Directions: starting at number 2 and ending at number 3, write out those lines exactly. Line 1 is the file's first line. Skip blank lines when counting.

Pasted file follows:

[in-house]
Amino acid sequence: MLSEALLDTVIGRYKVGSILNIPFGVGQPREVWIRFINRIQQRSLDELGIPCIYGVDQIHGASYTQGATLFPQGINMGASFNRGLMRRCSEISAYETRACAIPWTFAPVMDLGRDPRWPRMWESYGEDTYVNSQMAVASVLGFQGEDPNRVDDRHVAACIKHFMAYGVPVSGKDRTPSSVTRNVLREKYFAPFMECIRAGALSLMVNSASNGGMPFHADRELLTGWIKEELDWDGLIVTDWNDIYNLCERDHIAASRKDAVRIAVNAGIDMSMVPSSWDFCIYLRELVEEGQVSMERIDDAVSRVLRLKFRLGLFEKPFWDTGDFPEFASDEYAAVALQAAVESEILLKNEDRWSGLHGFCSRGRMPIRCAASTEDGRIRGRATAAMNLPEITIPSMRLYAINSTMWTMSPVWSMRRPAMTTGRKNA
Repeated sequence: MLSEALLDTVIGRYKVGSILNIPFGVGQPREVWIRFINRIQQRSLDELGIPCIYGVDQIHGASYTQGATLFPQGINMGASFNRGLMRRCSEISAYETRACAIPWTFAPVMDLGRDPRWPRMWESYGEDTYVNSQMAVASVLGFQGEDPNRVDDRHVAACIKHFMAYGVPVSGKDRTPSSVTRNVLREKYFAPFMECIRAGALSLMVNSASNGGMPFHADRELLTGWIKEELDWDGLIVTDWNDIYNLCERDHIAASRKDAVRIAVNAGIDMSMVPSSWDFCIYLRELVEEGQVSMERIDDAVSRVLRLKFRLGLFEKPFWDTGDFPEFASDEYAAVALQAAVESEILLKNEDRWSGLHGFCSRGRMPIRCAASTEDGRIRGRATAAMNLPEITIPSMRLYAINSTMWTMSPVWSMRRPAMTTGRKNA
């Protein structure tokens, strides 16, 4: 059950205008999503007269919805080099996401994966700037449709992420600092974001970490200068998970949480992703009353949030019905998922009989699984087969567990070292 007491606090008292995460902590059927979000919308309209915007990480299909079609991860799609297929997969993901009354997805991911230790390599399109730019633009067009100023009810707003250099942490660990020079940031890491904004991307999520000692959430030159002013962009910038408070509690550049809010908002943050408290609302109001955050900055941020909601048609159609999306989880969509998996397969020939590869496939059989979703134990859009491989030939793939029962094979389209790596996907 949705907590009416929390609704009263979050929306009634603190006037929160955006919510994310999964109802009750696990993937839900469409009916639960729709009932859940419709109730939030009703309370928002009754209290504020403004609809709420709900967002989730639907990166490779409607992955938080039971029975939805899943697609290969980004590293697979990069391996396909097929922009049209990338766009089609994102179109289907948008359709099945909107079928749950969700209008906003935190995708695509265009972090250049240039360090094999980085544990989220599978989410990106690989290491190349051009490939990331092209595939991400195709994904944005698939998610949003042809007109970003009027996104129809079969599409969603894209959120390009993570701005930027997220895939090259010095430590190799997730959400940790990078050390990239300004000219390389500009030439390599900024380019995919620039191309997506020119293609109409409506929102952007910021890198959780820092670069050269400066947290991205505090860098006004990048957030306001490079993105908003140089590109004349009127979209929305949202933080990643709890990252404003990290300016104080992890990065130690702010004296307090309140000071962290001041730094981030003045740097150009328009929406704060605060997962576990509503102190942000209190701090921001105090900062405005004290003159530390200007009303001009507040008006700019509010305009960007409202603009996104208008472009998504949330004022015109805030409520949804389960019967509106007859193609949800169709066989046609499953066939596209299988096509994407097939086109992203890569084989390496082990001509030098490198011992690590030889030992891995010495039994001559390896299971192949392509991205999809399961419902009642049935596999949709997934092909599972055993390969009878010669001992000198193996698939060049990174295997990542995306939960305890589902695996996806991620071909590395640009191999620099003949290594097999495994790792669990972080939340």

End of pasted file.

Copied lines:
Amino acid sequence: MLSEALLDTVIGRYKVGSILNIPFGVGQPREVWIRFINRIQQRSLDELGIPCIYGVDQIHGASYTQGATLFPQGINMGASFNRGLMRRCSEISAYETRACAIPWTFAPVMDLGRDPRWPRMWESYGEDTYVNSQMAVASVLGFQGEDPNRVDDRHVAACIKHFMAYGVPVSGKDRTPSSVTRNVLREKYFAPFMECIRAGALSLMVNSASNGGMPFHADRELLTGWIKEELDWDGLIVTDWNDIYNLCERDHIAASRKDAVRIAVNAGIDMSMVPSSWDFCIYLRELVEEGQVSMERIDDAVSRVLRLKFRLGLFEKPFWDTGDFPEFASDEYAAVALQAAVESEILLKNEDRWSGLHGFCSRGRMPIRCAASTEDGRIRGRATAAMNLPEITIPSMRLYAINSTMWTMSPVWSMRRPAMTTGRKNA
Repeated sequence: MLSEALLDTVIGRYKVGSILNIPFGVGQPREVWIRFINRIQQRSLDELGIPCIYGVDQIHGASYTQGATLFPQGINMGASFNRGLMRRCSEISAYETRACAIPWTFAPVMDLGRDPRWPRMWESYGEDTYVNSQMAVASVLGFQGEDPNRVDDRHVAACIKHFMAYGVPVSGKDRTPSSVTRNVLREKYFAPFMECIRAGALSLMVNSASNGGMPFHADRELLTGWIKEELDWDGLIVTDWNDIYNLCERDHIAASRKDAVRIAVNAGIDMSMVPSSWDFCIYLRELVEEGQVSMERIDDAVSRVLRLKFRLGLFEKPFWDTGDFPEFASDEYAAVALQAAVESEILLKNEDRWSGLHGFCSRGRMPIRCAASTEDGRIRGRATAAMNLPEITIPSMRLYAINSTMWTMSPVWSMRRPAMTTGRKNA